Adat merisik ("Spying" custom)
A Malay wedding begins with the adat merisik - the traditional Malay way for arranging marriages. Whether it is a love match, or a match made by family members who look around to identify a number of potential brides, the merisik, or investigation process, needs to take place.
Watching old movies and listening to love tales from the past, there would usually be pantuns (idiomatic expressions) as the 'opening act' or 'ice-breaker' to ask whether the girl has been spoken for or otherwise. Full of flowery expressions, it goes something like this:
"Membawa jamung terbakar hangit,
Bara melenting jatuh ke laman,
Hajat menggunung harapan melangit,
Ingin menyunting bunga di taman".
Though it is still practiced at some places, most folks would just skip all the ornate languages; getting straight down to business is much preferred nowadays.
For the merisik, one or more representatives (wakil) of the man's family would visit to the woman's family. In the past, the visit is purely for the purpose of further investigation, and gives the visitors the chance to see and assess the woman's suitability as the man's future wife.
Now, it is more of a formality for the families to get to know one another and to fix a proper date for the engagement. However, following the visit, both sides can begin to think more seriously about the possibility of a marriage.
Once agreement for the marriage has been reached between the families of the potential bride and the potential bridegroom, preparations for meminang (engagement) take place. Representatives from the young man's side will once again visit the house of the young woman, following the confirmation of a date and time for such a visit.
On the side of the potential bride, a consensus is obtained regarding the following, among them are - the date and time for the meminang ceremony, the amount of money to be paid by the young man for wang belanja (expenses), details regarding the hantaran (gift) items and others. You may compare the process to football - there's a "penalty" should one of the parties break the agreement for the marriage. This just goes to show that marriage is serious business.
On the day of the engagement, the young man's party will bring the items agreed upon. The couple will be represented not by their parents but by other carefully selected persons, often senior relatives.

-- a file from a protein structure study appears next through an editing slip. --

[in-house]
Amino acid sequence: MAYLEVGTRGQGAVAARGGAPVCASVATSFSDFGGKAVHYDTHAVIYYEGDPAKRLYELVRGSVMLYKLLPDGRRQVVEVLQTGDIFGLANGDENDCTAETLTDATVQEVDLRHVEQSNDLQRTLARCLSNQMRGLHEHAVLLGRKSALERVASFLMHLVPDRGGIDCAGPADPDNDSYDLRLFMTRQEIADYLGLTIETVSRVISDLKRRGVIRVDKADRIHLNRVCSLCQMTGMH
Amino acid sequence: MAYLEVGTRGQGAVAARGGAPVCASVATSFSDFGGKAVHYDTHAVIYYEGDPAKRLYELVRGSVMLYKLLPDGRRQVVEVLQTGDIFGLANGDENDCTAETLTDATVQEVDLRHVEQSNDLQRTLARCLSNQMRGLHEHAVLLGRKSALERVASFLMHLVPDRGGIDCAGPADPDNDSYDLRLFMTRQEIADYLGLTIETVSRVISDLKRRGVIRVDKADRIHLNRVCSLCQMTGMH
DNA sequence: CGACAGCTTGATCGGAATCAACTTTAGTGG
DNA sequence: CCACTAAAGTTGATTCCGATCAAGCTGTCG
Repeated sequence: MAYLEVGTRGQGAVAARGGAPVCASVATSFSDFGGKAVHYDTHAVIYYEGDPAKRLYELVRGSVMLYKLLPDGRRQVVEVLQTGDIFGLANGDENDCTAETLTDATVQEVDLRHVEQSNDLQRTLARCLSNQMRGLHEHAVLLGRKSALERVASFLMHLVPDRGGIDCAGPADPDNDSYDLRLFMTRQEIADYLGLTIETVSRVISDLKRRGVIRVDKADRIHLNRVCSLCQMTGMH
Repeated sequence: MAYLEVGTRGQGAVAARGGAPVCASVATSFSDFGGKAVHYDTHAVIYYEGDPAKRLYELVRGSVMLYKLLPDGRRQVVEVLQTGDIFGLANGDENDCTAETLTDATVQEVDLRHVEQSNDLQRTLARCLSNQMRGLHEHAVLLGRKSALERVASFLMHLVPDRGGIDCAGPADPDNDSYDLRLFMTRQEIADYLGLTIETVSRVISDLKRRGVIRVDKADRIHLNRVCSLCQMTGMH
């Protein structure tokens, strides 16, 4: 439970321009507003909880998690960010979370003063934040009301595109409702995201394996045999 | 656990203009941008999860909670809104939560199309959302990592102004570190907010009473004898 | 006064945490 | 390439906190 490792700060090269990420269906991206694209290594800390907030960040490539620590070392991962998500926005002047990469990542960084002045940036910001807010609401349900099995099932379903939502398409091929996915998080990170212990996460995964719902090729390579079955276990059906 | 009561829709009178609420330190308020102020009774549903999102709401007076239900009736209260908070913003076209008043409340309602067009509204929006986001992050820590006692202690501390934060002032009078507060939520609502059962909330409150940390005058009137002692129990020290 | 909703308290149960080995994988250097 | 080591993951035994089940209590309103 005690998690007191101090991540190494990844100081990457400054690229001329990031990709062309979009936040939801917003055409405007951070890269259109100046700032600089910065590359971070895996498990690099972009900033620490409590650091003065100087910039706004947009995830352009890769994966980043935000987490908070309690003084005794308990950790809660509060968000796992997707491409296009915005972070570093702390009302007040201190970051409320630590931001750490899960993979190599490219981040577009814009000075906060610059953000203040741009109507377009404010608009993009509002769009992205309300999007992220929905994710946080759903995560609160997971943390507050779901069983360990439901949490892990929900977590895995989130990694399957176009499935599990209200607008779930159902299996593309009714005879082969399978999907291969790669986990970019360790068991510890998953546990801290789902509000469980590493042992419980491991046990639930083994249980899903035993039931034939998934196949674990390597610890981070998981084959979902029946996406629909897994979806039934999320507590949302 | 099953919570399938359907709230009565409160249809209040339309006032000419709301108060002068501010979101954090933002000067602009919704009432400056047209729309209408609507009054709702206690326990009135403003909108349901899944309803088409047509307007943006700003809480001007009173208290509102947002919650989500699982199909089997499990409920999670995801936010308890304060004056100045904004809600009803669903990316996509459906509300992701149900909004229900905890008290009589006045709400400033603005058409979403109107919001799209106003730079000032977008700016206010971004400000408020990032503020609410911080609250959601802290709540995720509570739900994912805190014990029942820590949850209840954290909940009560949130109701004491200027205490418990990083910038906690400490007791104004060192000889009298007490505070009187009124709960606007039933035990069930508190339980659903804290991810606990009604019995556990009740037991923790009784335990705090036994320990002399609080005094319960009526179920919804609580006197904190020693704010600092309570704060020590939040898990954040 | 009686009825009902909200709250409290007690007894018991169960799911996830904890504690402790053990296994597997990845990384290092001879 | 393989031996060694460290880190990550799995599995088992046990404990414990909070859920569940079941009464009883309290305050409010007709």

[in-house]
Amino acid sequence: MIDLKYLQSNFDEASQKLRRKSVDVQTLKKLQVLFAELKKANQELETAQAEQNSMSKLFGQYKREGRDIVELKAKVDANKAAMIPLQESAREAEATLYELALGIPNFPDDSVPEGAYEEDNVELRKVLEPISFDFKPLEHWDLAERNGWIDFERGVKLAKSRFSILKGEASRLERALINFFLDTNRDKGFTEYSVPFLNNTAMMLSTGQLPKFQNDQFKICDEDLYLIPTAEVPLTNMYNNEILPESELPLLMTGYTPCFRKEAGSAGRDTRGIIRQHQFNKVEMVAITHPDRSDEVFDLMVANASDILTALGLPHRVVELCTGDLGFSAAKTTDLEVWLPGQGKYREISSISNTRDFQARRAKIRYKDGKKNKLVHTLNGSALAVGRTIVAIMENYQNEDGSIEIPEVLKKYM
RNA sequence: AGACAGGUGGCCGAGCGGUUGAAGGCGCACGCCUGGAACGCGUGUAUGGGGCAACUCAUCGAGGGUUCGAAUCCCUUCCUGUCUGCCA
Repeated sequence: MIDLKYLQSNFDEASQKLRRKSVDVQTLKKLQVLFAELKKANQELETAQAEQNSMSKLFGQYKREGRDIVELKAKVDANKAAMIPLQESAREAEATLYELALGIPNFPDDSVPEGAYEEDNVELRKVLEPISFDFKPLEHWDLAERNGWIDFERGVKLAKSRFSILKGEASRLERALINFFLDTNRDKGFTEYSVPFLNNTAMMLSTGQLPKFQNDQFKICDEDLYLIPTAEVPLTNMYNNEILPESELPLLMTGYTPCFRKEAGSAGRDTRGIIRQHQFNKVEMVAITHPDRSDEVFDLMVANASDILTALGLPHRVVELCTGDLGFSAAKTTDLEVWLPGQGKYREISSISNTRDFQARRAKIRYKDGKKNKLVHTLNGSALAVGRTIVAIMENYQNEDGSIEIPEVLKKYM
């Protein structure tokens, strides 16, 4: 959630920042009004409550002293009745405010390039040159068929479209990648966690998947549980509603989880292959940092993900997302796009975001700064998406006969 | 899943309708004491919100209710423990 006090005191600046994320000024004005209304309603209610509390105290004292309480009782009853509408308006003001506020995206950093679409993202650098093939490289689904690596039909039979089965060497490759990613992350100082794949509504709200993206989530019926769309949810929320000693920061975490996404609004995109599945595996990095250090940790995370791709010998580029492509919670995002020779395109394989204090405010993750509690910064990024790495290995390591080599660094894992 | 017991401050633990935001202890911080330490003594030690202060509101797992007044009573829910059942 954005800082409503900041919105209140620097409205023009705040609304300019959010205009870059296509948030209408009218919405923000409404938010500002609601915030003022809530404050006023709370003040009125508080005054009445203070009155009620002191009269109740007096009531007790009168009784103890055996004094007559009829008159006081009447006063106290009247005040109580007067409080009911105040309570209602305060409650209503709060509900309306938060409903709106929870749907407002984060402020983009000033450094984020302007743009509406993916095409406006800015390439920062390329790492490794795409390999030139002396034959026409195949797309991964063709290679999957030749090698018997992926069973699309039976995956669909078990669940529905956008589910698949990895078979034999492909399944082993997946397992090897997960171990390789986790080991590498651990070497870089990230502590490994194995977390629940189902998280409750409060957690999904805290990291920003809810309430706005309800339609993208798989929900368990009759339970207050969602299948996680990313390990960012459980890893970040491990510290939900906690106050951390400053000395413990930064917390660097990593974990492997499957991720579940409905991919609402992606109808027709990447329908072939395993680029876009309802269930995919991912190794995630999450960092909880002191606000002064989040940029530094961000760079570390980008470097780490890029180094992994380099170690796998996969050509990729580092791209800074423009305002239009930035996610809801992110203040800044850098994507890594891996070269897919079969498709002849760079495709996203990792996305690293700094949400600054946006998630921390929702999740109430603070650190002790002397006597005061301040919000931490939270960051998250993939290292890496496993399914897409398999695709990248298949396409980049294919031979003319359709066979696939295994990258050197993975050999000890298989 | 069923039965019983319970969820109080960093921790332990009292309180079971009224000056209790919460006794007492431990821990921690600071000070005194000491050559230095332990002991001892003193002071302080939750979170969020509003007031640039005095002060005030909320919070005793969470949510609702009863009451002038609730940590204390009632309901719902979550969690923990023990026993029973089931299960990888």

Here, the date for the akad nikah (wedding ceremony) and various other conditions and requirements will be also confirmed by both parties. Once all such matters have been resolved, the man's representatives will hand over all the hantaran (gift) items, except for the engagement ring. The ring will be placed on the finger of the potential bride by an elder sister or aunt of the potential bridegroom. The potential bride will be in her chamber while this is all happening.
"Marriage is a wonderful invention; but then again so is a bicycle repair kit," so says British comedian Billy Connely.
But weddings are certainly no laughing matter, and the preparations for the wedding are often hectic at best.
A Malay wedding is often being compared to a community project done in the spirit of gotong-royong (community). Without a doubt, there's a lot of work to be done before the grand feast - setting up temporary camps, kitchen shed, nuptial chamber, the dais, decorations and the list seems endless.
The Big Day
Upon the big day, in the midst of everybody running around attending to the business, the couple will solemnise their marriage according to Islamic laws. A Kadi (religious man) and two witnesses, along with families and relatives are present for the solemnisation. The Kadi will also give a brief talk on marital responsibilities before marrying the couple.
Followed by a prayer, the groom then puts a ring on his bride's finger and go through the membatal air sembahyang session. After that, the groom will be allowed to touch the bride's hands as it is now rightful and legal for the man to touch the woman who has become his wife.
Pay Up Before Entering
In states like Pahang and Johor, the groom has to bargain with the womenfolk of the house before they agree to release his bride. After paying the 'toll' (a certain amount of money to let him pass), the groom is then allowed to sit on the pelamin (dais) with his bride.
For those who don't have a clue on what to do at the menepung tawar (blessing of the couple with rose water and other substances) ceremony, look for a pedestal tray in front of the couple, which contains plates of beras kunyit, bertih (fried rice grains) and rose water, and follow the instructions by the helpful Mak Andam on how to bless the couple with those materials.